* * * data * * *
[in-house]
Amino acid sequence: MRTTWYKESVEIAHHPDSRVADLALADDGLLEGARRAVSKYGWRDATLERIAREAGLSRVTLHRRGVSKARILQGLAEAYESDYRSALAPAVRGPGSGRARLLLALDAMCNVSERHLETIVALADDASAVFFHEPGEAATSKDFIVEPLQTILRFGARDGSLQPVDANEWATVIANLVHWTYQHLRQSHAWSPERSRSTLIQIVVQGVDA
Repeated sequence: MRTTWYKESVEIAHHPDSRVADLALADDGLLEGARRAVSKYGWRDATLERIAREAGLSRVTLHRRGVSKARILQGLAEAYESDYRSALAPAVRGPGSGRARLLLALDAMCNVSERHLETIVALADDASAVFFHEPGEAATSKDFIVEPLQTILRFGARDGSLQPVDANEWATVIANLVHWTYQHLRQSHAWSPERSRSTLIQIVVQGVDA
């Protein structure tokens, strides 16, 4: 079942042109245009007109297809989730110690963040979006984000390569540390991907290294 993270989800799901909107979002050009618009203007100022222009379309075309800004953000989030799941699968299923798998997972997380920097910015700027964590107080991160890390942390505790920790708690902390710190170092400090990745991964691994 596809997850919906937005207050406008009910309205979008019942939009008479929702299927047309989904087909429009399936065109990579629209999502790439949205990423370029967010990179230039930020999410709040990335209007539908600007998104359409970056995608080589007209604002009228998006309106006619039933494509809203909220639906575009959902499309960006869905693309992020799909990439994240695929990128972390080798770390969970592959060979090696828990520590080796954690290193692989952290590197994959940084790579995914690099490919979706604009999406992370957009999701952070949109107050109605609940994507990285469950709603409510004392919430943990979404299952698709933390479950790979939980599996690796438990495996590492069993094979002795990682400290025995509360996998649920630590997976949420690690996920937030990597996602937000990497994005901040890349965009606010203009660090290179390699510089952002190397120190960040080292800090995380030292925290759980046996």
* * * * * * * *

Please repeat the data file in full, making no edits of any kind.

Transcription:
[in-house]
Amino acid sequence: MRTTWYKESVEIAHHPDSRVADLALADDGLLEGARRAVSKYGWRDATLERIAREAGLSRVTLHRRGVSKARILQGLAEAYESDYRSALAPAVRGPGSGRARLLLALDAMCNVSERHLETIVALADDASAVFFHEPGEAATSKDFIVEPLQTILRFGARDGSLQPVDANEWATVIANLVHWTYQHLRQSHAWSPERSRSTLIQIVVQGVDA
Repeated sequence: MRTTWYKESVEIAHHPDSRVADLALADDGLLEGARRAVSKYGWRDATLERIAREAGLSRVTLHRRGVSKARILQGLAEAYESDYRSALAPAVRGPGSGRARLLLALDAMCNVSERHLETIVALADDASAVFFHEPGEAATSKDFIVEPLQTILRFGARDGSLQPVDANEWATVIANLVHWTYQHLRQSHAWSPERSRSTLIQIVVQGVDA
């Protein structure tokens, strides 16, 4: 079942042109245009007109297809989730110690963040979006984000390569540390991907290294 993270989800799901909107979002050009618009203007100022222009379309075309800004953000989030799941699968299923798998997972997380920097910015700027964590107080991160890390942390505790920790708690902390710190170092400090990745991964691994 596809997850919906937005207050406008009910309205979008019942939009008479929702299927047309989904087909429009399936065109990579629209999502790439949205990423370029967010990179230039930020999410709040990335209007539908600007998104359409970056995608080589007209604002009228998006309106006619039933494509809203909220639906575009959902499309960006869905693309992020799909990439994240695929990128972390080798770390969970592959060979090696828990520590080796954690290193692989952290590197994959940084790579995914690099490919979706604009999406992370957009999701952070949109107050109605609940994507990285469950709603409510004392919430943990979404299952698709933390479950790979939980599996690796438990495996590492069993094979002795990682400290025995509360996998649920630590997976949420690690996920937030990597996602937000990497994005901040890349965009606010203009660090290179390699510089952002190397120190960040080292800090995380030292925290759980046996």